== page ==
It hasn’t been tough. Upward of 150 neighbors have signed the petition with only a handful of refusals so far. Many of the signers are concerned that a bigger facility and enhanced programming will just attract traffic and more kids with too much time on their hands into the neighborhood. James Green, a North Michigan Park resident who has helped circulate the petition, says that most of his neighbors have eagerly signed on. “In fact, most people tell me that if the rec center could go away, they would be in favor of spending some money to do that,” he notes.

Reid, Green, et al. don’t oppose basketball and bingo; they’ve just had enough of the crowd that flocks to the rec center. Over the past 15 years, they say, the center has attracted drug dealers and assorted ne’er-do-wells who set up shop in the shadows of the building and in the wooded area beyond the overgrown ball field.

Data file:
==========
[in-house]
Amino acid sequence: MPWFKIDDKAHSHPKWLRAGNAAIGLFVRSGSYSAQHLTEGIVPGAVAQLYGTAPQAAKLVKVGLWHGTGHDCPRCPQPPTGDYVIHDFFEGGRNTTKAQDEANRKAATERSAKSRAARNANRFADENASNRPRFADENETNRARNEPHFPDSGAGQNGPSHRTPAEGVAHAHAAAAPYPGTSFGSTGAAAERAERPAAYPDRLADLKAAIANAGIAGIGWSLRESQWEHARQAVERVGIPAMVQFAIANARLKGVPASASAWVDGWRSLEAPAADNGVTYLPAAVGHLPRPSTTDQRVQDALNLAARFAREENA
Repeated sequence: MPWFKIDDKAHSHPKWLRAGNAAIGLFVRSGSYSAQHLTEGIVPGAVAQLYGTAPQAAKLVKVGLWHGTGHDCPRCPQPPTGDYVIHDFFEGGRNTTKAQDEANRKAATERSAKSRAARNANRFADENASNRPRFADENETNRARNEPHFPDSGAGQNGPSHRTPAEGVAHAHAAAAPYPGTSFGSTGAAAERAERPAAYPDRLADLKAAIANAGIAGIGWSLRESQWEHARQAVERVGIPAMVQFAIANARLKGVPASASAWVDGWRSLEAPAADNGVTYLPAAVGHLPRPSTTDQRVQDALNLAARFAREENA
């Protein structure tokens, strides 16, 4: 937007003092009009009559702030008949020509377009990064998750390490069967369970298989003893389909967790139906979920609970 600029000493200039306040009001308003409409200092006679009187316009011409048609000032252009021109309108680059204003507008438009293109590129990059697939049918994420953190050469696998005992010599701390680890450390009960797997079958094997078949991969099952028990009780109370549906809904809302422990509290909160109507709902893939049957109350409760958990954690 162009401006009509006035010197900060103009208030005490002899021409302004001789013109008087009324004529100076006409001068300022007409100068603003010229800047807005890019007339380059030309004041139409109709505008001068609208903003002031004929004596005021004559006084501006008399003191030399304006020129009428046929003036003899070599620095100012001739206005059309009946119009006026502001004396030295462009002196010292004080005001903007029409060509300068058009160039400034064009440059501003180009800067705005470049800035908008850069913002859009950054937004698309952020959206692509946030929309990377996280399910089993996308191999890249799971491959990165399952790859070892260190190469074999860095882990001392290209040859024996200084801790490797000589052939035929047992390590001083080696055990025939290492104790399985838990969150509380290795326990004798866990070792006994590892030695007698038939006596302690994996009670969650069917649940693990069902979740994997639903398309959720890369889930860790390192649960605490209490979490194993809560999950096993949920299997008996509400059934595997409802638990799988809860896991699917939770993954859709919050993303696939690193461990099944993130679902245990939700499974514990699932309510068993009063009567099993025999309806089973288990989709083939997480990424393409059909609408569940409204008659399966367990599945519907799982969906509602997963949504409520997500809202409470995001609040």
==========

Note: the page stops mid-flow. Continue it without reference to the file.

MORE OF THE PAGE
They say that the primary park pastimes right now include loud partying, fighting, and a gunshot every now and then that keep the neighbors up until the wee hours. In the morning, the neighbors clean up the assorted remnants of the previous night’s festivities—usually fast-food containers and drug paraphernalia. The neighbors think that an enhanced park facility would just make life all the more comfortable for the shadier element that headquarters there.

The push against the park has taken neighborhood leaders and city officials by surprise. “We are not interested in shoving anything down anybody’s throat,” says Larry Brown, a spokesman for the Department of Recreation and Parks. Brown stresses that the new facility would be multipurpose and that many of the activities would be geared toward those with a touch of gray. “Recreation helps build thriving neighborhoods,” Brown says.

Brown’s assurances don’t comfort locals like James Glasgow, whose house sits right next to the rec center. Glasgow heard what sounded like an entire clip of ammunition fired from the rec center grounds three weekends ago. North Michigan Park residents say the 5th District police drive around the area in response to their 911 calls, but officers rarely leave their cars to investigate. “We look forward to the rain and the cold weather to keep folks off the property,” says Glasgow.